No matter where you buy artisan salts, or under what label, odds are good it came through SaltWorks.
DELICATE CORAL-colored grains of Murray River sea salt are a fine finishing touch on food.
Mark Zoske, though, revels in countless challenges before the salt itself is finished.
Zoske is founder of the Woodinville-based SaltWorks company, which supplies and packages fine sea salts for a startlingly large number of companies. No matter where you buy artisan salts, or under what label, odds are good it came through SaltWorks. And Zoske and his co-owner and wife, Naomi Novotny, are as obsessed by its taste and texture as you’d hope for people who stock up to 4 million pounds of the stuff in a new 100,000-square-foot factory.
- Richard Sherman asks for Tyler Lockett-Mario Kart mashup, the internet answers
- Seahawks trade Kevin Norwood, make other moves to get roster to 75
- The latest on Seahawks safety Kam Chancellor's holdout
- The Californians keep coming, but King County gives back
- 2 people killed in Seattle-area windstorm identified
Most Read Stories
Water from the Strait of Juan de Fuca is poured into 6,000-gallon tanks so it can be analyzed, filtered and crystallized in salt ponds for Woodinville-made salt. The bulk of the business, though, is in importing salts from around the world. Some are mixed with additions like chipotle peppers or ground espresso to make flavored salts. Some are packaged under SaltWorks’ own brand line, others become house brands for companies from artisan operations to big-box stores.
“There is no time in the day when I’m not thinking about salt,” Zoske says.
His love for the product is outsized, but interest in fine salts has exploded over the past decade, with recipes now commonly calling for sea salt, and chefs specifying which crunchy grains should top which dish.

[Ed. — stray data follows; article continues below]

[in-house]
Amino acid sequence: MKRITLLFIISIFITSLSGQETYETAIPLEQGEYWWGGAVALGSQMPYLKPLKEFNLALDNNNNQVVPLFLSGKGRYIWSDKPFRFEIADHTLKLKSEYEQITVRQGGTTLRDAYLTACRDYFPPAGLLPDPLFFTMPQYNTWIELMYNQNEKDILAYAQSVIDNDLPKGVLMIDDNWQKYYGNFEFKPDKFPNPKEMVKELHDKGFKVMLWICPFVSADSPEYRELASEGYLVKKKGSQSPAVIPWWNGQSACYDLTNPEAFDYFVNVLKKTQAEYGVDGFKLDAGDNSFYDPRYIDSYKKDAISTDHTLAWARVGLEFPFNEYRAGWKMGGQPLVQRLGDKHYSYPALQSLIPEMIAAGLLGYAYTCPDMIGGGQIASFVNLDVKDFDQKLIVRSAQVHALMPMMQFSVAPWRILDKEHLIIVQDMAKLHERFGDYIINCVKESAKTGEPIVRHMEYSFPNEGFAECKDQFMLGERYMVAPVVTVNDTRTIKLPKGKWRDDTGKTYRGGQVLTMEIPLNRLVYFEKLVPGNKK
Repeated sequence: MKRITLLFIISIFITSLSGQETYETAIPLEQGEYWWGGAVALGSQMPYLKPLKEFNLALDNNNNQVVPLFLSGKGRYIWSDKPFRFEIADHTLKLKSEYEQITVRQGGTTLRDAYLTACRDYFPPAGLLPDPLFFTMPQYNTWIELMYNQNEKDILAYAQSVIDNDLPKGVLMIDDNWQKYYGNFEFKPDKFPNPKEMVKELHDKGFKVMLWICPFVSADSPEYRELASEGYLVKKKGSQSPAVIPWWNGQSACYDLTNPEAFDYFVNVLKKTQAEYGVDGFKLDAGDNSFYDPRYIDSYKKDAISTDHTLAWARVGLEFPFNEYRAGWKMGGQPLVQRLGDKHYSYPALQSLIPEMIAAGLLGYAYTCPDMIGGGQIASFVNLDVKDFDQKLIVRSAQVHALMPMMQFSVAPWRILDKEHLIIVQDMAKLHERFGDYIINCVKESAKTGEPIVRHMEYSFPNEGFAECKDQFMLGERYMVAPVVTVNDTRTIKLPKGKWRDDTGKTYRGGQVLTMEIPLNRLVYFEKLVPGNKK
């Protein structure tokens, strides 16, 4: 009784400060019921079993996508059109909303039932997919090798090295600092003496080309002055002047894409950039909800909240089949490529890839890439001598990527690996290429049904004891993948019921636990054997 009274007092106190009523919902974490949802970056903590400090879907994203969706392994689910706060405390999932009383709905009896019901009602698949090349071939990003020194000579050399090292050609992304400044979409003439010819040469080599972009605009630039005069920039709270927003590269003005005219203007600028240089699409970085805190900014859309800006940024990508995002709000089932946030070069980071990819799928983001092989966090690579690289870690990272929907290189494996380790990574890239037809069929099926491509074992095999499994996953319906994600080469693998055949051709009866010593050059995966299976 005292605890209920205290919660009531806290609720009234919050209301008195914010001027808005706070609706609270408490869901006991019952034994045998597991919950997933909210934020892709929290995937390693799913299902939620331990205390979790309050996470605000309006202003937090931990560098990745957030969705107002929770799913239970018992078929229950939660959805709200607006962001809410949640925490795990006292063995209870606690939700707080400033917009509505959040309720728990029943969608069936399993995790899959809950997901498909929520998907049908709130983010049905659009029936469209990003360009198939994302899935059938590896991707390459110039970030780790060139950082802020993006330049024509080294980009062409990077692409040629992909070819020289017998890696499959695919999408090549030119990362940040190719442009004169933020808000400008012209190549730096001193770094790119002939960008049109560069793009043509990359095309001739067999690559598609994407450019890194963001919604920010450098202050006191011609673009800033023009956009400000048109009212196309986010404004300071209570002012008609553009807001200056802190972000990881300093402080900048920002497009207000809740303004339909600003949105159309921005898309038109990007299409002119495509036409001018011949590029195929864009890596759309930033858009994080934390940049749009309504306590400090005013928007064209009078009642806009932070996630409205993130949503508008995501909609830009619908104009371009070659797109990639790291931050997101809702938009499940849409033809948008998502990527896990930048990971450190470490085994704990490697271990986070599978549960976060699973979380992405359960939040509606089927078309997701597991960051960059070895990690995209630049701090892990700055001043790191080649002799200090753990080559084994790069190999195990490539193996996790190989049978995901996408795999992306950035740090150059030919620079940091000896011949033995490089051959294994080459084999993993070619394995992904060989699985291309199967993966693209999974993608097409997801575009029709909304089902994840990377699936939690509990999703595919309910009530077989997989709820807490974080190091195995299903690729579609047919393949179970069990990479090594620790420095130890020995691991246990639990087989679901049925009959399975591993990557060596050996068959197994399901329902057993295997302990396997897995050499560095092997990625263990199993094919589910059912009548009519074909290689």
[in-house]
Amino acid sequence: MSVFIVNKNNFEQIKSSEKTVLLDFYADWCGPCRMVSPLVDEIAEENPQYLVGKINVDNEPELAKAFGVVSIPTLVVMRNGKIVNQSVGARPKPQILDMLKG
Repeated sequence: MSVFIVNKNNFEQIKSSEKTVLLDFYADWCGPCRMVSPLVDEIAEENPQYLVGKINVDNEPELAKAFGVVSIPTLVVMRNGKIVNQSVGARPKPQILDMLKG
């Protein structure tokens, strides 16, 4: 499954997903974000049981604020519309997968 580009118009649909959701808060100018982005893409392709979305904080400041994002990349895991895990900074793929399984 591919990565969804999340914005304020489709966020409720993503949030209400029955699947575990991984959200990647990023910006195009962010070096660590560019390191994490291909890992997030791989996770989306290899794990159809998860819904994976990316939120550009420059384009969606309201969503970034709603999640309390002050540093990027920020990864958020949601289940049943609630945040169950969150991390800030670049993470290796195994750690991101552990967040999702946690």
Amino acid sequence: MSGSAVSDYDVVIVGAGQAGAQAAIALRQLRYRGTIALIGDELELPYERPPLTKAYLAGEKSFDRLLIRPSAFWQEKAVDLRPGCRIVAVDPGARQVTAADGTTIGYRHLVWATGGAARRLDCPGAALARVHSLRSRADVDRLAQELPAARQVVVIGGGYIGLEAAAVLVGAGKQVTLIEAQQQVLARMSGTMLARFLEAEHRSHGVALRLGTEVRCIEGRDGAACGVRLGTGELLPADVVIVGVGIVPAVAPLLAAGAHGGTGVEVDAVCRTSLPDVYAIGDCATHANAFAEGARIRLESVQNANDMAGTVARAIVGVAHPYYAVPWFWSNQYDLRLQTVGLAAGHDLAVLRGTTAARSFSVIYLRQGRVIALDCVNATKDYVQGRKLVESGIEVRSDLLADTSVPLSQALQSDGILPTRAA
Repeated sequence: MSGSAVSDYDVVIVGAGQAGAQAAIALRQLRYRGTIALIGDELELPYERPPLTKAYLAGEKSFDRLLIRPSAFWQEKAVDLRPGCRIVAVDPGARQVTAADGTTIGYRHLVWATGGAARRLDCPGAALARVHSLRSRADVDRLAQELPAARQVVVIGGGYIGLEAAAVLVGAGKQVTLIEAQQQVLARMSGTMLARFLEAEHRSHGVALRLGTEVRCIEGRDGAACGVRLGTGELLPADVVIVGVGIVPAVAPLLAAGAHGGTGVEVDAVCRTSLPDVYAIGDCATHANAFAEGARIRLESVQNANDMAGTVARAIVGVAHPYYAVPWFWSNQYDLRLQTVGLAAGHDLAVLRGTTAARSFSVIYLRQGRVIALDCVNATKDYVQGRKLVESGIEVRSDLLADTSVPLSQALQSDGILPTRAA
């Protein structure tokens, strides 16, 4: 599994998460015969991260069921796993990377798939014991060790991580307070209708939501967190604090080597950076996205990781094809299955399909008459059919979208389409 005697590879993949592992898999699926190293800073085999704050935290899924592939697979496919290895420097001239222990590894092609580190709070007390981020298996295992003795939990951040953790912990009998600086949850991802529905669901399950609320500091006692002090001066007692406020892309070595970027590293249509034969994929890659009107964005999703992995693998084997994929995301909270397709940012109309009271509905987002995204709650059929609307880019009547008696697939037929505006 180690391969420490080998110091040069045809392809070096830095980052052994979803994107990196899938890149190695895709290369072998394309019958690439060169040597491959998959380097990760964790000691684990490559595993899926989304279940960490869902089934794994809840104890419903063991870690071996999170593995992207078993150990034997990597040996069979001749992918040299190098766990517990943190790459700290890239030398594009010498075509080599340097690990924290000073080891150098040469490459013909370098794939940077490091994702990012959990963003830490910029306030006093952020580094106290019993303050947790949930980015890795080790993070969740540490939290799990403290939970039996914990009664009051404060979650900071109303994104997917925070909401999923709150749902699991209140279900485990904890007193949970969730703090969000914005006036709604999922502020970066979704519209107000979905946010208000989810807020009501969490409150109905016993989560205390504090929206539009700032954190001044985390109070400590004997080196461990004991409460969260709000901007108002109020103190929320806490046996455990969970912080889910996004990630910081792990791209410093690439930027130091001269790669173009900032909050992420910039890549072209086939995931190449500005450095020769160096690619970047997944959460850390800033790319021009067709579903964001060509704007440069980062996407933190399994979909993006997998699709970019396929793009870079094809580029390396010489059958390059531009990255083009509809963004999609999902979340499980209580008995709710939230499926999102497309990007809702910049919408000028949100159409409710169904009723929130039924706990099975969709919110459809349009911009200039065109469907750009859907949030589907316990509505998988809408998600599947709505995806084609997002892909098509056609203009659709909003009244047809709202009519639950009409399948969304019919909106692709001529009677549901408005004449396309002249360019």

“It’s something people can get their arms around. It’s a 2- to 5-cent luxury per serving,” Novotny says.
But Zoske’s love for the product came far before it could be found in mainstream markets, when he tasted crystalline French fleur de sel and thought, “How did I make it to 30 not knowing this existed?” He couldn’t find it in the U.S., but a supplier in France agreed to a shipment — so long as he bought it by the pallet.
“Maybe there’s 10,000 people just like me” to buy up the extra tons, Zoske thought. He built a small website, both to test the theory and to start spreading the gospel of sea salt, which he extols for its minerals, flavors and potential health benefits.
Orders flew in. SaltWorks incrementally grew from his home and garage to a business that now employs just shy of 50 people. Zoske, whose previous work included designing wake boards and importing water-ski equipment, became a self-taught engineer and entrepreneur.
At the factory, bags filled with 2,200 pounds of salt apiece are hoisted by crane to the top of the 34-foot ceilings. One towering machine “massages” salt, breaking any clumped particles without breaking the crystals. Aspirators suck up anything too light, while a powerful rare-earth magnet pulls off any ferrous fragments. Screens clear out any particles too large, while sorters keep grains of the correct size together.
In one production room, three industrial-size smokers stocked with everything from almond wood to aged bourbon barrels infuse salts with flavor over several low-and-slow days. No liquid smoke (“disGUSTing!” says Zoske) is allowed, just as caking agents and artificial flavorings are forbidden.
Much of the equipment is fabricated by SaltWorks on site. No one else could seem to make it to Zoske’s specifications.
Overseeing all stages of the salt process seems like a lot to do under one roof. Zoske says he first looked into having other companies handle aspects like packaging, but now prefers it this way.
“Who’s going to care about this more than we do?”
Rebekah Denn is a Seattle food writer and blogger. Steve Ringman is a Seattle Times staff photographer.